Wednesday, May 17, 2017

17-Year Cicada Emerging

While meditating in the early morning before work, I noticed a strange protrusion from a tree. I stood up to look at it more closely and realized it was a cicada emerging from its shell.

Cicadas begin life as a rice-shaped egg, which the female deposits in a groove she makes in a tree limb, using her ovipositor. Once the egg hatches the cicada begins to feed on the tree fluids. At this point it looks like a termite or small white ant. Eventually, it falls to the ground where it will dig into the earth to feed on the roots of the tree. From there, the cicada tunnel underground from anywhere between 2-17 years. After the long 2 to 17 years, cicadas emerge from the ground as nymphs. Nymphs climb the nearest available tree, and begin to shed their nymph exoskeleton.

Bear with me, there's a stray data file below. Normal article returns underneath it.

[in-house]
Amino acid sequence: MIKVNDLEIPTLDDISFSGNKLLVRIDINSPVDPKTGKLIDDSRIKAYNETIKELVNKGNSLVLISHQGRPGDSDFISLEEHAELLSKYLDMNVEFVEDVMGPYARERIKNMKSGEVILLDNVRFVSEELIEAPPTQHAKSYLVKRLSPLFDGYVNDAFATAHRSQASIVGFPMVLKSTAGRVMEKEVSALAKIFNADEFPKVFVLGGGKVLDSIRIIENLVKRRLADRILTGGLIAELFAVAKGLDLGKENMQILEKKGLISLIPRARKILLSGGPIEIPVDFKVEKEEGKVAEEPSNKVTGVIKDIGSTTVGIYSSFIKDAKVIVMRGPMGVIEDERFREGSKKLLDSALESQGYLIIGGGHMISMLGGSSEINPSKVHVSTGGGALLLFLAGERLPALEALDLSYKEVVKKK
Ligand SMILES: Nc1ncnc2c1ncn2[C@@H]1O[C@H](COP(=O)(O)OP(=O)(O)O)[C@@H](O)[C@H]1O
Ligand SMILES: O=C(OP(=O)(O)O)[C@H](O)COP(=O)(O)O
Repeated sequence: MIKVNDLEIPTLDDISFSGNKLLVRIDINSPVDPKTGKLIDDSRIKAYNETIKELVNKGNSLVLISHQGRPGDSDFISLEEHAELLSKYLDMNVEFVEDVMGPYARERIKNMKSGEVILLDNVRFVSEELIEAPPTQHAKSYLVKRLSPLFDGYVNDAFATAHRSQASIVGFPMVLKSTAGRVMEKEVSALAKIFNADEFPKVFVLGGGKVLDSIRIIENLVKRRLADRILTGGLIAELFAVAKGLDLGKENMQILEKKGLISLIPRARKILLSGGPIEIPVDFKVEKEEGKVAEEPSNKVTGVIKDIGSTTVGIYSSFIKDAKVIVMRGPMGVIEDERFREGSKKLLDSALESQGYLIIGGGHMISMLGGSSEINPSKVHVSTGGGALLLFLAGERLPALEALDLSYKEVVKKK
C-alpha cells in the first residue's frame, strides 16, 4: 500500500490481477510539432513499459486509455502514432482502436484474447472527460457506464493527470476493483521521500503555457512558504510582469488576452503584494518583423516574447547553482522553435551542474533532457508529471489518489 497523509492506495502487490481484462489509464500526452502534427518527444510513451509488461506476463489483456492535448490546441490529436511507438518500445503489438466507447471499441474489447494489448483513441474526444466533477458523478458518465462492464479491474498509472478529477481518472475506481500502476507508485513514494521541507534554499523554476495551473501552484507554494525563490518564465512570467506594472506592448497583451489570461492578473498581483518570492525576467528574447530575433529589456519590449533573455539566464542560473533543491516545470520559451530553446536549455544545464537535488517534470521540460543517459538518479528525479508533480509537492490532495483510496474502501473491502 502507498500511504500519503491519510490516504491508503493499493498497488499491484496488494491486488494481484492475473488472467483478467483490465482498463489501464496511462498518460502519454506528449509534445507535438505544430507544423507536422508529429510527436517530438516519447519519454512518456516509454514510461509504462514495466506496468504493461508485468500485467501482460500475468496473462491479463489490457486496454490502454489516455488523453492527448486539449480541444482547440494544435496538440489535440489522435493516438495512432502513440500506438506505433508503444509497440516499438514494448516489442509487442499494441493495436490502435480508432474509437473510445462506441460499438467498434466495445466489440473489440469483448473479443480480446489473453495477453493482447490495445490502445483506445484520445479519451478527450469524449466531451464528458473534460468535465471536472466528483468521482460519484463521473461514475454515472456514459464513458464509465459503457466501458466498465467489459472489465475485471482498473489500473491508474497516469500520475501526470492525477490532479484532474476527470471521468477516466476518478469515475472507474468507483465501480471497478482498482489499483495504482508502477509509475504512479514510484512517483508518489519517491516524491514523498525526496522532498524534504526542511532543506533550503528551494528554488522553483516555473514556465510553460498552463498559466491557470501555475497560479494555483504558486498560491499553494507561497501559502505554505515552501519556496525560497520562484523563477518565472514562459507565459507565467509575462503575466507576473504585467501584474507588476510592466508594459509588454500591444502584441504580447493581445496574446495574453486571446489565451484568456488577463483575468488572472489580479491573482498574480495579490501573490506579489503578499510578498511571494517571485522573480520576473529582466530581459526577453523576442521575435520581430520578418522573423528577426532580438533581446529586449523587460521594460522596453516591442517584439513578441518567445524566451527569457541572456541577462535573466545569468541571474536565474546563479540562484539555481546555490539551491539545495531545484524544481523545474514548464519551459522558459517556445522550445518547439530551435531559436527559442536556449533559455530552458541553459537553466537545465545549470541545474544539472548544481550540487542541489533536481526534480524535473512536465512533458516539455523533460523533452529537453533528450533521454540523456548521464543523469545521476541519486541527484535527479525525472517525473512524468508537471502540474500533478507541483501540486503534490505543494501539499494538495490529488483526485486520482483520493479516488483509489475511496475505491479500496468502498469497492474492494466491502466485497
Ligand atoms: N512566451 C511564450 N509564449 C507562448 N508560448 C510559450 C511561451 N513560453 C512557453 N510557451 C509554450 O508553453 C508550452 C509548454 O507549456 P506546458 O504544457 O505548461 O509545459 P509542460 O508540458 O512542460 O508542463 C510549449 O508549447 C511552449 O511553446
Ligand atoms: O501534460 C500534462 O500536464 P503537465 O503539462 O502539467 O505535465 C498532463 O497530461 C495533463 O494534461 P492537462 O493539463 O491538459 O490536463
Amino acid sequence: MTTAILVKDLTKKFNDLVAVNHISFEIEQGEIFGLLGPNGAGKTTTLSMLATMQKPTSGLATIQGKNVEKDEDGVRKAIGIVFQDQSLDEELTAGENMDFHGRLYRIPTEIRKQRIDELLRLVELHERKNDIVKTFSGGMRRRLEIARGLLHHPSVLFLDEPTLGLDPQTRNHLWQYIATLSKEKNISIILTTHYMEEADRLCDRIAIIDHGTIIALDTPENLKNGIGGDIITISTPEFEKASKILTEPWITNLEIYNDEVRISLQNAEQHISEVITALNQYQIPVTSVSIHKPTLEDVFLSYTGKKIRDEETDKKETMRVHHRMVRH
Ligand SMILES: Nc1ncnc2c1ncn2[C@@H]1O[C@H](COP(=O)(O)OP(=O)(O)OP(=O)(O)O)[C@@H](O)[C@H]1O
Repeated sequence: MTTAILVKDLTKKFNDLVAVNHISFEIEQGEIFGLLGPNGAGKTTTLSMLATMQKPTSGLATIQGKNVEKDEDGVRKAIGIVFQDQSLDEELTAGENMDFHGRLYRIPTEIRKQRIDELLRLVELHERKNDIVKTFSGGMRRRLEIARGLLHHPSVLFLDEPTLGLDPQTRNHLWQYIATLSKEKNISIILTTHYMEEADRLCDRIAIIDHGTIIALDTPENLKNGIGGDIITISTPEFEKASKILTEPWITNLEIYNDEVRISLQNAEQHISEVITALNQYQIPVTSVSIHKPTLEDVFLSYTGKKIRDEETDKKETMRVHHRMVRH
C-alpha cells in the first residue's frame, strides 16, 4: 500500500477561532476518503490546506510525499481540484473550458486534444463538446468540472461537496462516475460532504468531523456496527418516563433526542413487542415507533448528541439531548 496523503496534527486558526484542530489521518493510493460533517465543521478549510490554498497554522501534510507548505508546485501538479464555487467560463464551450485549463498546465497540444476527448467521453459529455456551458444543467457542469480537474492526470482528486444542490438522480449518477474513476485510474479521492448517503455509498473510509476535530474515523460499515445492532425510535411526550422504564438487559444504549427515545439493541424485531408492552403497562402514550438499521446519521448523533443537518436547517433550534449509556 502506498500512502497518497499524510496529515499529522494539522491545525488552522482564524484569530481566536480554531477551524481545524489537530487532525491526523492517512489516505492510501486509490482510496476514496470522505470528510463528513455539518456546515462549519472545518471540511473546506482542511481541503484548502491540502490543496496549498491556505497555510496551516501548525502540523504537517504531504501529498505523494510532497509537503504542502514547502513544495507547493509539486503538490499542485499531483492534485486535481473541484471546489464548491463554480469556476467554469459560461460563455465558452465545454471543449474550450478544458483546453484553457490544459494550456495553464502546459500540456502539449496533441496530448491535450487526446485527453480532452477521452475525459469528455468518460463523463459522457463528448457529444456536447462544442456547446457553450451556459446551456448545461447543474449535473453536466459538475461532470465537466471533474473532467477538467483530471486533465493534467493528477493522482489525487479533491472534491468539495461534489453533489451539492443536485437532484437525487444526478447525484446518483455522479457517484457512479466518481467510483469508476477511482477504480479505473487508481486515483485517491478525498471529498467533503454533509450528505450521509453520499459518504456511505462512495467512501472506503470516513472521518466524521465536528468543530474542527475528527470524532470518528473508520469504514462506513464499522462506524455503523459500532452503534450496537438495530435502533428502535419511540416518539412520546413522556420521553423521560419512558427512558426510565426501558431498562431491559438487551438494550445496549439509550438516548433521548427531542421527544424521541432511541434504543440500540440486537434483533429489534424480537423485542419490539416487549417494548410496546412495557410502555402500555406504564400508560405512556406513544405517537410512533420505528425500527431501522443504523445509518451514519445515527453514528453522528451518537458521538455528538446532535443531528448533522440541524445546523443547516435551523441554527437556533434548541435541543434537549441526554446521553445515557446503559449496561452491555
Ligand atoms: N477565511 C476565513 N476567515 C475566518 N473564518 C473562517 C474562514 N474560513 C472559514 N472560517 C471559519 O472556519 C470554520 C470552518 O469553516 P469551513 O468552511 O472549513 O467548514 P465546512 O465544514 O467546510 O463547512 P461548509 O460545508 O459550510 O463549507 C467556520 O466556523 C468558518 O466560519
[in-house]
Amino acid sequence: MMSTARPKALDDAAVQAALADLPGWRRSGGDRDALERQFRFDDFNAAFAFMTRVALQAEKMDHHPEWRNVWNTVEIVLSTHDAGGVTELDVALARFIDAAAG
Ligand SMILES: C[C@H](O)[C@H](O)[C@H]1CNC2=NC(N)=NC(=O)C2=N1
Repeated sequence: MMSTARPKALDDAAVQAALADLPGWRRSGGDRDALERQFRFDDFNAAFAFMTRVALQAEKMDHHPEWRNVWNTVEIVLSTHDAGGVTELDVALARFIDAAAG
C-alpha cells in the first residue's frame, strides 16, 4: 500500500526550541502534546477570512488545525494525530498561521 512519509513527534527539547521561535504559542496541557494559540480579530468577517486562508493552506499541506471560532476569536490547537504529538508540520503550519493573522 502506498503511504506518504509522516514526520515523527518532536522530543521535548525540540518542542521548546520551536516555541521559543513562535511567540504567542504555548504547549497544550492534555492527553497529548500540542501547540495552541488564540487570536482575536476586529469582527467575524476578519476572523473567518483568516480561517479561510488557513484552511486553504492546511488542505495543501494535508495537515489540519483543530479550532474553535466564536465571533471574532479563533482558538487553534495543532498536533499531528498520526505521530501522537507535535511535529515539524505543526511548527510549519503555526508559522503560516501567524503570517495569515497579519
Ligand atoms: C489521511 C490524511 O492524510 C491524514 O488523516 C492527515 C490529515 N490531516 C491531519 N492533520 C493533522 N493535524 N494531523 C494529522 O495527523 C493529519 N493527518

In this image, you can see the cicada about halfway out of its exuviae, the remaining nymphal exoskeleton husk. Soon, it will dry is wings in the sun and fly off to find a mate and create more cicada larvae.

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